We are a month into the Our Emptying Church series and I couldn’t be more grateful for the dialog that has occurred both here and on my facebook page. It’s not too late to join in if you are reading for the first time.
Tonight I’m honored to be sharing with you another interview with a Millennial. Because of the personal questions I’ve asked, I’m keeping all the interviewees anonymous. This interview comes from a 24 year old fellow biologist who consistently amazes me with her ability to juxtapose loving biology, loving the earth, and loving people. Her graciousness has helped me through some long and hard days.
–Did you grow up regularly attending a church?
No. My parents didn’t do the organized religion – not atheists, just not organized.
–Are you currently actively attending a church? No.
–What is your motivation for attending/ not attending?
I do not subscribe to the beliefs of any particular religion, Christian or other. I have met countless wonderful folks who belong to a faith, but I’ve never been able to fully get behind one. I do like the music they perform in church. Just last week, I attended a Bach concert with a choir and cellists. It was lovely.
–If you have one, tell me about your church experience (the good, bad, and neutral).
I have had many good church experiences. Twice in my life I considered myself deeply religious (Christian) and went with friends. Everyone was very inviting and accepting… to a point. Many times I found that in times of questioning, they back away a bit. I’ve never been fully able to have a conversation about deep beliefs without some resistance or grief.
–What is the purpose of the church?
I see it as a type of sanctuary, where folks with a common denominator go to experience their beliefs together. It keeps the faith alive in a way, knowing that you’re not the only person who believes that life should be lived in a particular way.
–Feel pressure to attend church?
Perhaps when I was younger in the Bible Belt of Tennessee. Anymore, I feel absolutely no pressure to attend.
–In 1-3 sentences, how do you perceive Christians? (i.e. loving, generous, anti-gay, fundamentalists, too political, etc.)
My experience overall with this group is that they are nice, genuinely caring folks. There are the extremes – those who don’t think about what they claim to believe, those who are overtly converting the heathens of the world, etc. – but for the most part, they seem loving. I have not met but few strict Christians who are not in some way judgmental of other non-Christians, but they exist.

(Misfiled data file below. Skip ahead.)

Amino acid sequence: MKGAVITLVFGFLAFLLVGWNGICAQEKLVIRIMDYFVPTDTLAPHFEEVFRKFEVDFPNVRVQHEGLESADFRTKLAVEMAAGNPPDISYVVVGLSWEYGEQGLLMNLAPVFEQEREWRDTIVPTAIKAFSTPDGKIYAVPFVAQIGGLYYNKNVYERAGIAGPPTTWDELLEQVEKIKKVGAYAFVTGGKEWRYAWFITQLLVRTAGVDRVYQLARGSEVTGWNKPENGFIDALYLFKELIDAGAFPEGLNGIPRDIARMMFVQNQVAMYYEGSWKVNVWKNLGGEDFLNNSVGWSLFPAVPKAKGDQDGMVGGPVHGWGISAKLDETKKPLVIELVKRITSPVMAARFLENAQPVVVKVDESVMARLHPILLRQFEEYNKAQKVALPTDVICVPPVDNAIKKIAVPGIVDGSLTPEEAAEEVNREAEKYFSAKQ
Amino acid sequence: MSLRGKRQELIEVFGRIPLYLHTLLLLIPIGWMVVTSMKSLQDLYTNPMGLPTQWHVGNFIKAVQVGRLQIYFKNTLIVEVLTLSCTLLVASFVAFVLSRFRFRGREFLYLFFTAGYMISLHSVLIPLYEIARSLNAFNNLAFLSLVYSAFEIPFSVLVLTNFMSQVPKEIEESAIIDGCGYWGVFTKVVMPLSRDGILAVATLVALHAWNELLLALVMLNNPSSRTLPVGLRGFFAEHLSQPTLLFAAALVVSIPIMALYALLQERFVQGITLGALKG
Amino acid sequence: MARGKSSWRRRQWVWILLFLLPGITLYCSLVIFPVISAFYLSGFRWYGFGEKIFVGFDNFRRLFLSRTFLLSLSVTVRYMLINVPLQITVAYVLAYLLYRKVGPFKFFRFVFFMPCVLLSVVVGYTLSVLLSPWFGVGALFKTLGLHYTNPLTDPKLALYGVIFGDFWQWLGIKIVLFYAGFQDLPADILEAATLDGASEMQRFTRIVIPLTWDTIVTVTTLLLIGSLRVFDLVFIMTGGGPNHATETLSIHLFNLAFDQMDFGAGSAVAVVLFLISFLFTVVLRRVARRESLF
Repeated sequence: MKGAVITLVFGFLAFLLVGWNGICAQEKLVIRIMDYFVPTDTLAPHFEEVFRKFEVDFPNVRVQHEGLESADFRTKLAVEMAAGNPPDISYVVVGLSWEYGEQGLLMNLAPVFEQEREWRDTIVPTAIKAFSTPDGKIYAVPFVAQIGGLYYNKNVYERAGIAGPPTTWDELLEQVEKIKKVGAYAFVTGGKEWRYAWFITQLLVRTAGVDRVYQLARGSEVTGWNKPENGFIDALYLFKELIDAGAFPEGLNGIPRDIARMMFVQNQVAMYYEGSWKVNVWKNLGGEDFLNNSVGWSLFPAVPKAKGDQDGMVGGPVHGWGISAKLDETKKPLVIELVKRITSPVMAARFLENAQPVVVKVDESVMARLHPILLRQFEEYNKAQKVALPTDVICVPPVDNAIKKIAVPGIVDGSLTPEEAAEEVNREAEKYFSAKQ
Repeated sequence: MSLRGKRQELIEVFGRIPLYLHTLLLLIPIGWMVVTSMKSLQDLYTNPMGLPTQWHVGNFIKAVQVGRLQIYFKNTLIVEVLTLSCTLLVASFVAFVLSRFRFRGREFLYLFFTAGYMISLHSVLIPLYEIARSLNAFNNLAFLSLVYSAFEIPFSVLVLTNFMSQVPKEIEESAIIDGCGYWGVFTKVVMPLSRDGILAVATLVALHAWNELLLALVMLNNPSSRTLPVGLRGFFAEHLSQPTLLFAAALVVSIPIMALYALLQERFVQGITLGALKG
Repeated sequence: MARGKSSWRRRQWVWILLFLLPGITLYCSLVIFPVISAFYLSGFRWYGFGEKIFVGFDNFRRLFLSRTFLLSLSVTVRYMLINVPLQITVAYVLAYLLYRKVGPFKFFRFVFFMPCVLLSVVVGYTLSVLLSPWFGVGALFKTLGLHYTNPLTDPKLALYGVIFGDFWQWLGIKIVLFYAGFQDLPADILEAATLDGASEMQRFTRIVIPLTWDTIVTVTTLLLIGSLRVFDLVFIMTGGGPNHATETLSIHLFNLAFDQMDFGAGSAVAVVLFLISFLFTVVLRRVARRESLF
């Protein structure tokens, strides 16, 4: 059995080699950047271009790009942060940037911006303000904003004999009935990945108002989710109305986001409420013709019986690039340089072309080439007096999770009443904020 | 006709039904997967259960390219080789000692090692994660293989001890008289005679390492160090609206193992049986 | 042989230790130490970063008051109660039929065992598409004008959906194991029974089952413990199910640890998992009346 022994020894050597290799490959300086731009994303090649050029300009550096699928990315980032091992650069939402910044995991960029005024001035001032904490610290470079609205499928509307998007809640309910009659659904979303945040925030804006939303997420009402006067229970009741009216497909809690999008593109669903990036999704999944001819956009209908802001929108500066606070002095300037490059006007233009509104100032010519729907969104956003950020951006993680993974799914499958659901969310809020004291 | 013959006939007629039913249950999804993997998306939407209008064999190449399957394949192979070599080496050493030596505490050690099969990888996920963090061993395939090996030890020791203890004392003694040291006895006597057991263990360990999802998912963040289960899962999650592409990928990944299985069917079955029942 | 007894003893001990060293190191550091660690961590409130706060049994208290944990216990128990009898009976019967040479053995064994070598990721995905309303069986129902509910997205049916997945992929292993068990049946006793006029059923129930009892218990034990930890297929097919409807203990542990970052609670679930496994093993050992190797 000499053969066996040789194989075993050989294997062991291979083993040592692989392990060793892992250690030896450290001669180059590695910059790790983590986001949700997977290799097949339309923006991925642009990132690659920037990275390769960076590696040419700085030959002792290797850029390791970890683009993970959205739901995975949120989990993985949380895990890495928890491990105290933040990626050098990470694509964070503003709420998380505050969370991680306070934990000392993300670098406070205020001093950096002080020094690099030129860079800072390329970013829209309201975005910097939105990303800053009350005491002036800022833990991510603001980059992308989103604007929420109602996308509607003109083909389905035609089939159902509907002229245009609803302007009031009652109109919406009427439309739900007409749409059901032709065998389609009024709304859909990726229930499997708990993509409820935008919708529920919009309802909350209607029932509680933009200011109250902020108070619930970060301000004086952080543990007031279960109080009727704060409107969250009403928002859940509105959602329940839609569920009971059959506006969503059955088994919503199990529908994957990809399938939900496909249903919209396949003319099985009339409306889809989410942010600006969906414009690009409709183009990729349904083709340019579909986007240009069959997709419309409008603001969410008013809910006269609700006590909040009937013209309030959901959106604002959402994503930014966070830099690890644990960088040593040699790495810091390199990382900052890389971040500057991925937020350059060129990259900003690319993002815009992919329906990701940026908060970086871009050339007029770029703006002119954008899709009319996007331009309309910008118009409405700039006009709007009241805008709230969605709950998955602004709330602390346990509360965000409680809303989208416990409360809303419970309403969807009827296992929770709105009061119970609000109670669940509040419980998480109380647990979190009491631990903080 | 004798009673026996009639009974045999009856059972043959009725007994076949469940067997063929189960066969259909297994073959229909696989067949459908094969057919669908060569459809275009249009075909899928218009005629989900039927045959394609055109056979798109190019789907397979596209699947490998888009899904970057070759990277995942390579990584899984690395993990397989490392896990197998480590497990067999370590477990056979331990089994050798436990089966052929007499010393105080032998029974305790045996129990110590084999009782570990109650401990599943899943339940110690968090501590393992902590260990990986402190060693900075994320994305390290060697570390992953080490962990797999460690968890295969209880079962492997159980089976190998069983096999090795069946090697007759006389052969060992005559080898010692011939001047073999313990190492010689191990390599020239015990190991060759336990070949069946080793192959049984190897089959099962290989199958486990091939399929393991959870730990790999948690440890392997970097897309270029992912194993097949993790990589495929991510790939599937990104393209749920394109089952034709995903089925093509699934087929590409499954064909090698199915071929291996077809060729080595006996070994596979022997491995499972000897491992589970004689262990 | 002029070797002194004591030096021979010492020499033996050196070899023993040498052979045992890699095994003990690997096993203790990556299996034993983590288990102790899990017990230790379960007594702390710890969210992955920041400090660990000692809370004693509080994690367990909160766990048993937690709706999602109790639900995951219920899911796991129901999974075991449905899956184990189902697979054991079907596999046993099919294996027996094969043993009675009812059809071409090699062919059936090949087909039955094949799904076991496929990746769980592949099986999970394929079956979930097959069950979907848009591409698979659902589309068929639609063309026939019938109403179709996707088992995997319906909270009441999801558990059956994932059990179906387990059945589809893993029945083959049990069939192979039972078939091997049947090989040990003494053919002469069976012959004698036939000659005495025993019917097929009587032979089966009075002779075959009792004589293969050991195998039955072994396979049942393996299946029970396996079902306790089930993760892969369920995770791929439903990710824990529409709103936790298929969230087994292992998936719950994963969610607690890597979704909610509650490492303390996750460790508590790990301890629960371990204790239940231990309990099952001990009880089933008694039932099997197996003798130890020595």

–In October 2012, a study by the Pew Forum on Religion and Public Life revealed that thirty percent of Millennials (age 18-31) identify as having no religious affiliation. Does this surprise you?
No. When this religion was established, life was not nearly as pleasant as it is now – people were mysteriously dying and nature was cryptic. I think that the need for such a strict religion is declining. We are learning more about how things work, where we came from, where we are going, and who we are. In the Christian sense, I am with partial to the “God is dead” philosophy. This is not to say that the idea of God is fundamentally wrong, but that the religion is losing participants does not surprise me.
–Fifty years down the road, do you anticipate significant growth in the church or significant decline? Why?
As suggested in the above answer, I anticipate a decline in church membership.
–Anything else you’d like to share about yourself or your experience?
These answers come not from an atheistic, apathetic view, but an all-encompassing one. I do not believe strictly in one belief over another, and tend to view life through more philosophically terms than religious ones. I believe in whatever gets you to those gut-wrenching answers in life – why we’re here, who you are, what happens to us when we die. If it’s Christianity, Buddhism, Wiccanism, Paganism, Chocolatism, whatever… more power to you.
As always, I welcome graceful dialogue only in the comment section. Can you identify with this woman’s story? What are some aspects of the church that keep you in it or keep you out of it?
This post is the eighth in a succession of the series Our Emptying Church. The purpose of this series is to explore why millions of Millennials are leaving the church. Check out these recent posts: Our Emptying Church, When Christianity Sometimes Looks UnChristian, Fake Smiles and Judging Eyes: OEC Interview with Millennial #1, Prioritizing Sin: OEC Interview #2, You’re Losing Us: OEC Interview #3, OEC Interview #4: One Last Chance, Our Beloved, Overly Political Church, Heroes in Disguise: OEC Interview #5